The protection of intellectual property in china has long been high on the list of concerns for innovative foreign companies looking to do business there. What little legal framework existed around intellectual property rights (IPR) has been difficult and time-consuming to enforce. There are signs, however, that the situation may be improving for companies which use trademarks, logos and branding in the People’s Republic.
In a recent case, newly amended Chinese trademark legislation was put to the test when the American speciality coffee retailer Starbucks accused a local Shanghai company of copying their trading name and logo.
Starbucks opened its first Shanghai outlet on Huaihai Road on May 4, 2000, building on the success of its dozens of stores across Taiwan and the rest of mainland China. Shortly prior to this opening, a local company had registered its own business name – Xingbake Coffee Co. Ltd. – with the Shanghai authorities. By 2003, the Chinese firm had opened two outlets in Shanghai using the trade name ‘Xingbake’.
The legal dispute between Starbucks and their local competitor arose because ‘xing’ translates from Mandarin as ‘star’ and ‘ba-ke’ is an approximate phonetic rendition of ‘bucks’. Although Starbucks does not officially use this rough translation in China, the word ‘Xingbake’ has become synonymous with the US firm’s outlets amongst the public.
Starbucks considered that, by trading under a similar name and by the use of a very similar green and white logo, Shanghai Xingbake was competing unfairly. On this basis, Starbucks filed a law suit against Xingbake in Shanghai on December 23, 2003, alleging trademark infringement.
In reply to the accusation, Mao Yibo, General Manager of Xingbake, said that his company has registered its enterprise name with the Shanghai authorities in March 2000, before Starbucks was established in the region. By using the name ‘Xingbake’, he claimed that his company was simply using its legitimate title instead of a trademark.
Mao denied that the name of his company and its logo had been influenced by their Seattle-based rival. “We invented ‘Xingbake’ as our brand when we planned to start a café business in Shanghai and it is just a coincidence that our name is the same with Chinese version of Starbuck [sic]”, he said. “The logo was designed by our own staff. To be frank, I hadn’t heard of Starbucks at the time, so how could I imitate its brand or logo?”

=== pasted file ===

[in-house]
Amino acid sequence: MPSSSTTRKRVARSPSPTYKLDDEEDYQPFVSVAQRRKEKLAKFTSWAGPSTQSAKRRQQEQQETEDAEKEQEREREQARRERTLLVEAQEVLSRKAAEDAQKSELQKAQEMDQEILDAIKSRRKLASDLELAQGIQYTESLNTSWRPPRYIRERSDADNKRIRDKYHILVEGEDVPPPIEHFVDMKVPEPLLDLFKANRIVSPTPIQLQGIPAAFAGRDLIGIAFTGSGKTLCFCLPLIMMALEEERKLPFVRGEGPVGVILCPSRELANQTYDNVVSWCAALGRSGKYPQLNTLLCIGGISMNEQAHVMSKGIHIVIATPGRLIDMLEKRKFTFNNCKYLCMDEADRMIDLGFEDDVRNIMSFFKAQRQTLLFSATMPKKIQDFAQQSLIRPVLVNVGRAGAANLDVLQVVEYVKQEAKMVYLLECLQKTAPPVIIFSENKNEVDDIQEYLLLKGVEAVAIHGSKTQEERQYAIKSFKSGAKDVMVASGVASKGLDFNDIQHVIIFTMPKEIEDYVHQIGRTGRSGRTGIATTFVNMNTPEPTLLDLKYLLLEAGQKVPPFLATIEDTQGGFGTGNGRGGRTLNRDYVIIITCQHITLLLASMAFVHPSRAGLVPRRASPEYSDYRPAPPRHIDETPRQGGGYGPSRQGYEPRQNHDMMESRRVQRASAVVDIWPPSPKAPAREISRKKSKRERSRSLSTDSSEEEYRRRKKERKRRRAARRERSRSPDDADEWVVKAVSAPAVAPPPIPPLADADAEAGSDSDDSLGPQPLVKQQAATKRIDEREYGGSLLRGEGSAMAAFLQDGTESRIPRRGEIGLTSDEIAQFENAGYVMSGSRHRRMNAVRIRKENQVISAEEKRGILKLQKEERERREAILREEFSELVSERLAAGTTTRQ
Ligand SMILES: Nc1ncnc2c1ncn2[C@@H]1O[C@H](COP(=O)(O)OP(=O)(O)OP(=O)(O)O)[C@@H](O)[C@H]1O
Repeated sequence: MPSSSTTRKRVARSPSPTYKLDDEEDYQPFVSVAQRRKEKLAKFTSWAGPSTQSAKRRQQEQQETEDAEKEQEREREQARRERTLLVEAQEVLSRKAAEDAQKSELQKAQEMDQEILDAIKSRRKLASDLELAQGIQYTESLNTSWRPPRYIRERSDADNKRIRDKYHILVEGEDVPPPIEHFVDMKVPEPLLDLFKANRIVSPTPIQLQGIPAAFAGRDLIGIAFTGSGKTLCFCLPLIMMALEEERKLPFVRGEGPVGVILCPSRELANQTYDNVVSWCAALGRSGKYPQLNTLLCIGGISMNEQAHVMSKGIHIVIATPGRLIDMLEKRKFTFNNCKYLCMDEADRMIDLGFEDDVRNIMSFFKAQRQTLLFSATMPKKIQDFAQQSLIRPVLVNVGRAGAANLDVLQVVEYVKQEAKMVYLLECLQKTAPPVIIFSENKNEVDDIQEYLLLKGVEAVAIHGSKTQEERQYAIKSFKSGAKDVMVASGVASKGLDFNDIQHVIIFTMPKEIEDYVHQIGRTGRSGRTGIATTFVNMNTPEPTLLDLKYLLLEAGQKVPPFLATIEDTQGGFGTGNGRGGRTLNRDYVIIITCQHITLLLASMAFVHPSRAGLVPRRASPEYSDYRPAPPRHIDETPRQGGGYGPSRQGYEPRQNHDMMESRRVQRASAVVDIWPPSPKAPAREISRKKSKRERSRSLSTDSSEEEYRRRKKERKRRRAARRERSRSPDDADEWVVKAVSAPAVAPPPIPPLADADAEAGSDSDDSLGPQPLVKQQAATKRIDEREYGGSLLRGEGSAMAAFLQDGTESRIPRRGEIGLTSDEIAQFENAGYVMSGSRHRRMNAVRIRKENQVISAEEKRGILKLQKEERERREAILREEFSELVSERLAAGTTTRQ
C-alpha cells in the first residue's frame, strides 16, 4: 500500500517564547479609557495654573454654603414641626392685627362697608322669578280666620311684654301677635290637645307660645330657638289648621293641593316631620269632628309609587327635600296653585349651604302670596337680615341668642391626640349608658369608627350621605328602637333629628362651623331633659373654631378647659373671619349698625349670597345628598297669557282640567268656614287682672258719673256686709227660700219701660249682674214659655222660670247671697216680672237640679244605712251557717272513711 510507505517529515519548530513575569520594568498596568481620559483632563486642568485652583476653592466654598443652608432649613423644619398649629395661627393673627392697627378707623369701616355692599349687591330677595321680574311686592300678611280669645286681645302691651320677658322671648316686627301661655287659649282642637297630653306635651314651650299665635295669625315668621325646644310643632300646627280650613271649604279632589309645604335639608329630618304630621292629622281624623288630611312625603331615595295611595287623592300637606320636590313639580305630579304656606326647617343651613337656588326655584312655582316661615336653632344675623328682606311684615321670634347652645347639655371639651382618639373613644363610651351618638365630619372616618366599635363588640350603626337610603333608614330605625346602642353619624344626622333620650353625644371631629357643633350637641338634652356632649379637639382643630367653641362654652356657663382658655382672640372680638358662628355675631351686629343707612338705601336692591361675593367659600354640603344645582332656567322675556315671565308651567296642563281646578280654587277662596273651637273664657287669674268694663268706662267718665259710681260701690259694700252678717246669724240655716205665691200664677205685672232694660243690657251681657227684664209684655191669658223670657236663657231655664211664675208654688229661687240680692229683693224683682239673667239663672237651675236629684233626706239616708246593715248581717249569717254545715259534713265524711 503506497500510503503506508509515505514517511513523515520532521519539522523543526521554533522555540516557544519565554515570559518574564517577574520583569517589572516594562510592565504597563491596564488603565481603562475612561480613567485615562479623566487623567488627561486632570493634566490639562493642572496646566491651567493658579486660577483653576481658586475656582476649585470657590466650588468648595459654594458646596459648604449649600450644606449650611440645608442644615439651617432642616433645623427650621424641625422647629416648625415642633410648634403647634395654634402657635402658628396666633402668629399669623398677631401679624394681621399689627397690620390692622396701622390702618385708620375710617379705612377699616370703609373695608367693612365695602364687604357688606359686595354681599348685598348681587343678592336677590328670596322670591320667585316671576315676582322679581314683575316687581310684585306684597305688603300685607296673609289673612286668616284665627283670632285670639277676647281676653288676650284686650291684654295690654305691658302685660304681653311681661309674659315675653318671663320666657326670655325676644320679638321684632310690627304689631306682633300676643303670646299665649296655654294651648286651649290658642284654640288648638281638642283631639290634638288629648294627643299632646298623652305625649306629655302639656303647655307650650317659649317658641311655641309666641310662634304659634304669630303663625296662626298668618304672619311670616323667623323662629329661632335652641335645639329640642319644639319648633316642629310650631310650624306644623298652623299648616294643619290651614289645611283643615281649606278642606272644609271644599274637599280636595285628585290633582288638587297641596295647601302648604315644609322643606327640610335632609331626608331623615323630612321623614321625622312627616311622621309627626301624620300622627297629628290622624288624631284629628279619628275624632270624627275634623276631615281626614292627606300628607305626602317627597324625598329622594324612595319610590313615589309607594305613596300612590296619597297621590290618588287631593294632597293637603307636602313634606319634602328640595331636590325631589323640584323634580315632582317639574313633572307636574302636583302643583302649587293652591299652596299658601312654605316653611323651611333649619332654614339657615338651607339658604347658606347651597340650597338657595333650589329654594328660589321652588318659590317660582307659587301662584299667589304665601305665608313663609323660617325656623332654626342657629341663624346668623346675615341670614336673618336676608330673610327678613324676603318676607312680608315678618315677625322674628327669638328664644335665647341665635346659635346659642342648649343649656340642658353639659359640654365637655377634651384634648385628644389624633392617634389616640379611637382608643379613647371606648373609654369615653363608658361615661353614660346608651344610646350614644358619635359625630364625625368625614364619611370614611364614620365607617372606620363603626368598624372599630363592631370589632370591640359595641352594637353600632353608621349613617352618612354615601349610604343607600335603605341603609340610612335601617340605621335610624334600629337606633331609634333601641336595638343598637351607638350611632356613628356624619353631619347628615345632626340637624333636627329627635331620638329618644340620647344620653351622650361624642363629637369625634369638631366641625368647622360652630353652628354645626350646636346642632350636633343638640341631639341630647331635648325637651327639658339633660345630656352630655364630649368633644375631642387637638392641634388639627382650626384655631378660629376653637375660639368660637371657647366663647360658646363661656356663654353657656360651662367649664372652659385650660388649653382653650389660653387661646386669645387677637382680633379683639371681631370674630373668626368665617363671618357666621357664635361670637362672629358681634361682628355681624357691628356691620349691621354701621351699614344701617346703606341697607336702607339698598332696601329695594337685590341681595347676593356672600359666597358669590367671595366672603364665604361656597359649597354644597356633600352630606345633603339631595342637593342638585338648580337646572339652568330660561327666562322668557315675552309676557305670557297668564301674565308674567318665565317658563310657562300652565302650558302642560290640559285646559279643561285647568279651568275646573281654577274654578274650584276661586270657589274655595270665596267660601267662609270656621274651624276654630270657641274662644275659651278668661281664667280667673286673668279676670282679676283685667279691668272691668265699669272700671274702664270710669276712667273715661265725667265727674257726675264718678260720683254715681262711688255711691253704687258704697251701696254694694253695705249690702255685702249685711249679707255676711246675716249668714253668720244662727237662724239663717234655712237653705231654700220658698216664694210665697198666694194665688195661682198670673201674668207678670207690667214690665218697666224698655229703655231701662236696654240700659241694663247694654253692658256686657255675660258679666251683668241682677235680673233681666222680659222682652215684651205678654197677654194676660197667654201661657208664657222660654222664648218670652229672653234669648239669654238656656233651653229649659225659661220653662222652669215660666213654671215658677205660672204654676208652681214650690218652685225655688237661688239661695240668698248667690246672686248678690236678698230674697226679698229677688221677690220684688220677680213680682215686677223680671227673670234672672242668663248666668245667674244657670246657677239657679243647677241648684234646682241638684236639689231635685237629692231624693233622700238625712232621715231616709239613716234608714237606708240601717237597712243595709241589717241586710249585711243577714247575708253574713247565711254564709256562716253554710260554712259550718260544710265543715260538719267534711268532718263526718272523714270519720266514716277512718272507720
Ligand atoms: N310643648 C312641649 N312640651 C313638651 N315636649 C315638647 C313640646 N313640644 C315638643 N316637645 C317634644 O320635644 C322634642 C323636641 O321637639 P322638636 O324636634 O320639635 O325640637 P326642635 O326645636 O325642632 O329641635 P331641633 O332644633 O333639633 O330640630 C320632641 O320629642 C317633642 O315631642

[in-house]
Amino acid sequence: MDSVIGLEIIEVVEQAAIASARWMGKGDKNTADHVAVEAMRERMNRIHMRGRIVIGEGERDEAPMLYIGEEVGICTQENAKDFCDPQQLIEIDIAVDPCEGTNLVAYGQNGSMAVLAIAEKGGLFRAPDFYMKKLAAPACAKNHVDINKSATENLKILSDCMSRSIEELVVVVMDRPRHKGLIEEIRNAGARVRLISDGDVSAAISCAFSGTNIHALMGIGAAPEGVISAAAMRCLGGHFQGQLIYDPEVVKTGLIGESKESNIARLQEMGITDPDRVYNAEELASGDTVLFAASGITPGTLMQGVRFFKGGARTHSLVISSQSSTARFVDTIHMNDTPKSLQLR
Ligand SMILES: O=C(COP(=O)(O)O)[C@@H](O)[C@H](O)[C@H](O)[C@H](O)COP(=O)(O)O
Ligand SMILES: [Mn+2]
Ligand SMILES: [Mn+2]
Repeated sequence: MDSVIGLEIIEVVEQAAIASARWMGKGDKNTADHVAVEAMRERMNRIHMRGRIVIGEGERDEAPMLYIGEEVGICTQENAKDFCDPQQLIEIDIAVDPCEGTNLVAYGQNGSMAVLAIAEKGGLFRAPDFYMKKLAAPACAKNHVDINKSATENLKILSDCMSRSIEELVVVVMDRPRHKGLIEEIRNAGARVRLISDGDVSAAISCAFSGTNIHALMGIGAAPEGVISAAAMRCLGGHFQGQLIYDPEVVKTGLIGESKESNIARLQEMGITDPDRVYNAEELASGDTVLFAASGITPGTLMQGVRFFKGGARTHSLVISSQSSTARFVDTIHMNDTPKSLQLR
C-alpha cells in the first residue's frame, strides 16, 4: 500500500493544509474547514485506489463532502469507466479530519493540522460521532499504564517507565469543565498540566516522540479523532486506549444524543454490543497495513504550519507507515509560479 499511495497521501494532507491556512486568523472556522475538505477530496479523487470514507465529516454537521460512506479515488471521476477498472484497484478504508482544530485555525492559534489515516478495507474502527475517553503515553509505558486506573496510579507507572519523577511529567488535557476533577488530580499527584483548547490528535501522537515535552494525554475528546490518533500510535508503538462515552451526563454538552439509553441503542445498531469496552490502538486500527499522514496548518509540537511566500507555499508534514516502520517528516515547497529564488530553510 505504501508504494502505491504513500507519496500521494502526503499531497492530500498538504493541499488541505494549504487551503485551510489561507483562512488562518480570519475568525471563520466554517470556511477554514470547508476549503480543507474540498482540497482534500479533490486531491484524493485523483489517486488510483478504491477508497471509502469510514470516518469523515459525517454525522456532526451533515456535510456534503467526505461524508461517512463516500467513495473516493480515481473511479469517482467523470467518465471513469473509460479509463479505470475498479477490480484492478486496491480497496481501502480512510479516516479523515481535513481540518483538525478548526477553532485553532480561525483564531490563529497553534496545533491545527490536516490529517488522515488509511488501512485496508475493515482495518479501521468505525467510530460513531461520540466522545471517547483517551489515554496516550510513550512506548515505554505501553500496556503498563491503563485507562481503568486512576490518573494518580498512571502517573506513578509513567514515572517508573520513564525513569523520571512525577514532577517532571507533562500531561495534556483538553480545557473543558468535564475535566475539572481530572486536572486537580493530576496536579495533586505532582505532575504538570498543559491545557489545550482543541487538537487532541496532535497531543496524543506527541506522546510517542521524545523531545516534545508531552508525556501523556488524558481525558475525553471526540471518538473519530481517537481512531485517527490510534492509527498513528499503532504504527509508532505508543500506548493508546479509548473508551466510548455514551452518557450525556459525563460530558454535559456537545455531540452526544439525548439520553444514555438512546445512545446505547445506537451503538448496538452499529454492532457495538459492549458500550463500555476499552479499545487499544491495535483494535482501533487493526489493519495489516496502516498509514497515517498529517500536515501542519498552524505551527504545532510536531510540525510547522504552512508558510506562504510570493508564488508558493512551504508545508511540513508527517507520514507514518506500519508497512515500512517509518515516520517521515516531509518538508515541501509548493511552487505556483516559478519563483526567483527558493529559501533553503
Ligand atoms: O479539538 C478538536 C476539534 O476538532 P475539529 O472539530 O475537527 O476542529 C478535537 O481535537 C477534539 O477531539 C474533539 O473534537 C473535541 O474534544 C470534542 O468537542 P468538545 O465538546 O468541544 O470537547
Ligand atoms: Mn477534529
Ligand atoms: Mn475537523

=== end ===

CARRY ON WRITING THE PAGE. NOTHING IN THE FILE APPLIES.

Chen Naiwei, director of the Intellectual Property Research Centre of Shanghai’s Jiaotong University does not accept this, explaining that ‘Xingbake’ has been used as the sole translation of ‘Starbucks’ in Taiwan since 1998. This predates the registration of Xingbake’s enterprise name in Shanghai by two years.
Despite Mao Yibo’s claims and his further assertions that Xingbake’s serving style and target market differ substantially from those of Starbucks, Shanghai No. 2 Intermediate People’s Court found in favour of the American giant on December 31, 2005 – two years after the law suit was filed.
Shanghai Xingbake was ordered to stop using its name, issue an apology in a local newspaper and pay 500,000 Yuan (US$62,000) in compensation to Starbucks.
The basis of the Court’s decision was the relatively newly amended Trademark Laws of the People’s Republic of China, which came into force on October 27, 2001. The amendments form part of a raft of revised legislation introduced to protect the owners of intellectual property in China. Under the new laws, the Court determined that the name ‘Starbucks’, written in Chinese or English, was sufficiently well known to be deemed a famous trademark and was, therefore, entitled to protection.
This ruling is the first of its kind under the new legislation and may be an indication that China is responding to pressure from the European Union and the United States to crack down on IPR infringements and counterfeiting. China is believed to be the source of around 70% of the world’s pirated goods at a cost of around US$250bn each year to US companies alone.
In a statement released on January 18, Jiang Zian, the attorney for Shanghai Xingbake confirmed that the company had already begun an appeal against the judgement in the Shanghai Higher People’s Court. Jiang explained that Xingbake does not use the English translation ‘Starbucks’ and had no plans to counter claim against their competitor for using the same Chinese name. “The problem is they use Xingbake as the brand name in Chinese and we use it as our company name. We just want to keep our company name and run our own business”, Jiang said. A spokesperson for Starbucks later confirmed that it would be defending itself against the appeal.
Starbucks now has 156 outlets in mainland China and has a presence close to some of the country’s most iconic locations, including the Great Wall and the Forbidden City. At up to US$6 per cup, the company’s coffee costs more than the average Chinese worker makes in a day. Despite this, Starbucks coffee is increasingly popular with China’s emerging urban middle class.